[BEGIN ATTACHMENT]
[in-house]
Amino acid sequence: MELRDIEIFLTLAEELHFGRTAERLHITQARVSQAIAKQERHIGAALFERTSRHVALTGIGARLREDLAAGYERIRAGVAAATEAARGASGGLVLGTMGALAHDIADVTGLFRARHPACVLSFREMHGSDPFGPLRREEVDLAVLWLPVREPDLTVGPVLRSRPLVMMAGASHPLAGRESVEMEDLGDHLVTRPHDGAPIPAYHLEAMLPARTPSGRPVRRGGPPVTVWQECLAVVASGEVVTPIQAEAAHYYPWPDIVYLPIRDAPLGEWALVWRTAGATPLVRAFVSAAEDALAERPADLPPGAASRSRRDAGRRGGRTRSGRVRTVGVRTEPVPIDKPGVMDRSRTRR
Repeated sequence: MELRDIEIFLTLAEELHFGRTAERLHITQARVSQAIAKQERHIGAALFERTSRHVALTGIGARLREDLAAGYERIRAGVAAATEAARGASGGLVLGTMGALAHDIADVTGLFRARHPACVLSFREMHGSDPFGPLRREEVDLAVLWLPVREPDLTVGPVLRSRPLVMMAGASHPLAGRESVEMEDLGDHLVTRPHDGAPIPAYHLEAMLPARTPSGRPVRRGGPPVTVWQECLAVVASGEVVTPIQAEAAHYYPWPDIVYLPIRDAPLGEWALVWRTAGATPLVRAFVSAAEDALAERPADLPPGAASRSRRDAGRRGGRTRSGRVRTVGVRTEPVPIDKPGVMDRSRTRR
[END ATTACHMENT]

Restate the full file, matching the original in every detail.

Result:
[in-house]
Amino acid sequence: MELRDIEIFLTLAEELHFGRTAERLHITQARVSQAIAKQERHIGAALFERTSRHVALTGIGARLREDLAAGYERIRAGVAAATEAARGASGGLVLGTMGALAHDIADVTGLFRARHPACVLSFREMHGSDPFGPLRREEVDLAVLWLPVREPDLTVGPVLRSRPLVMMAGASHPLAGRESVEMEDLGDHLVTRPHDGAPIPAYHLEAMLPARTPSGRPVRRGGPPVTVWQECLAVVASGEVVTPIQAEAAHYYPWPDIVYLPIRDAPLGEWALVWRTAGATPLVRAFVSAAEDALAERPADLPPGAASRSRRDAGRRGGRTRSGRVRTVGVRTEPVPIDKPGVMDRSRTRR
Repeated sequence: MELRDIEIFLTLAEELHFGRTAERLHITQARVSQAIAKQERHIGAALFERTSRHVALTGIGARLREDLAAGYERIRAGVAAATEAARGASGGLVLGTMGALAHDIADVTGLFRARHPACVLSFREMHGSDPFGPLRREEVDLAVLWLPVREPDLTVGPVLRSRPLVMMAGASHPLAGRESVEMEDLGDHLVTRPHDGAPIPAYHLEAMLPARTPSGRPVRRGGPPVTVWQECLAVVASGEVVTPIQAEAAHYYPWPDIVYLPIRDAPLGEWALVWRTAGATPLVRAFVSAAEDALAERPADLPPGAASRSRRDAGRRGGRTRSGRVRTVGVRTEPVPIDKPGVMDRSRTRR